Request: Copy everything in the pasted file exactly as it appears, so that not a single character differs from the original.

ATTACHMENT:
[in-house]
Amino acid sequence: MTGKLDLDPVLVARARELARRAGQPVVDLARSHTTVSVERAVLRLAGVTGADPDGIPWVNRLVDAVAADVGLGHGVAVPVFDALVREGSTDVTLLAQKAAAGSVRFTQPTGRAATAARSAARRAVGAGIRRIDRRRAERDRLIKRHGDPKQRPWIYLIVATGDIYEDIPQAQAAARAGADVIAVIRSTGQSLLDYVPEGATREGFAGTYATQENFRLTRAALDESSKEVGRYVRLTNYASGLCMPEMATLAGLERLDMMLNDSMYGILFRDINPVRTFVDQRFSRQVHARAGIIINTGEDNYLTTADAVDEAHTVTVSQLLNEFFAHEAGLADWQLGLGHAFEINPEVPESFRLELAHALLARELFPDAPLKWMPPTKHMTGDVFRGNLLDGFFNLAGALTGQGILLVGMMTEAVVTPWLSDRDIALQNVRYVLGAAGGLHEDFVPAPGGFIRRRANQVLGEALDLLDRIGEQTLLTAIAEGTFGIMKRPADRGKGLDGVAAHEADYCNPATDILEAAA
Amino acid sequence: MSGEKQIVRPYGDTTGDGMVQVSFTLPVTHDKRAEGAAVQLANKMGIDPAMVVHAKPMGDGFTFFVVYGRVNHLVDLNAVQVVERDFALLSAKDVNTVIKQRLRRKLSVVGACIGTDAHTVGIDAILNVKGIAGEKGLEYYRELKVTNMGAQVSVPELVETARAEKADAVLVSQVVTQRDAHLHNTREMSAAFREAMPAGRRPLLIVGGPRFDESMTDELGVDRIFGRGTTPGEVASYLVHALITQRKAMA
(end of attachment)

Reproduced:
[in-house]
Amino acid sequence: MTGKLDLDPVLVARARELARRAGQPVVDLARSHTTVSVERAVLRLAGVTGADPDGIPWVNRLVDAVAADVGLGHGVAVPVFDALVREGSTDVTLLAQKAAAGSVRFTQPTGRAATAARSAARRAVGAGIRRIDRRRAERDRLIKRHGDPKQRPWIYLIVATGDIYEDIPQAQAAARAGADVIAVIRSTGQSLLDYVPEGATREGFAGTYATQENFRLTRAALDESSKEVGRYVRLTNYASGLCMPEMATLAGLERLDMMLNDSMYGILFRDINPVRTFVDQRFSRQVHARAGIIINTGEDNYLTTADAVDEAHTVTVSQLLNEFFAHEAGLADWQLGLGHAFEINPEVPESFRLELAHALLARELFPDAPLKWMPPTKHMTGDVFRGNLLDGFFNLAGALTGQGILLVGMMTEAVVTPWLSDRDIALQNVRYVLGAAGGLHEDFVPAPGGFIRRRANQVLGEALDLLDRIGEQTLLTAIAEGTFGIMKRPADRGKGLDGVAAHEADYCNPATDILEAAA
Amino acid sequence: MSGEKQIVRPYGDTTGDGMVQVSFTLPVTHDKRAEGAAVQLANKMGIDPAMVVHAKPMGDGFTFFVVYGRVNHLVDLNAVQVVERDFALLSAKDVNTVIKQRLRRKLSVVGACIGTDAHTVGIDAILNVKGIAGEKGLEYYRELKVTNMGAQVSVPELVETARAEKADAVLVSQVVTQRDAHLHNTREMSAAFREAMPAGRRPLLIVGGPRFDESMTDELGVDRIFGRGTTPGEVASYLVHALITQRKAMA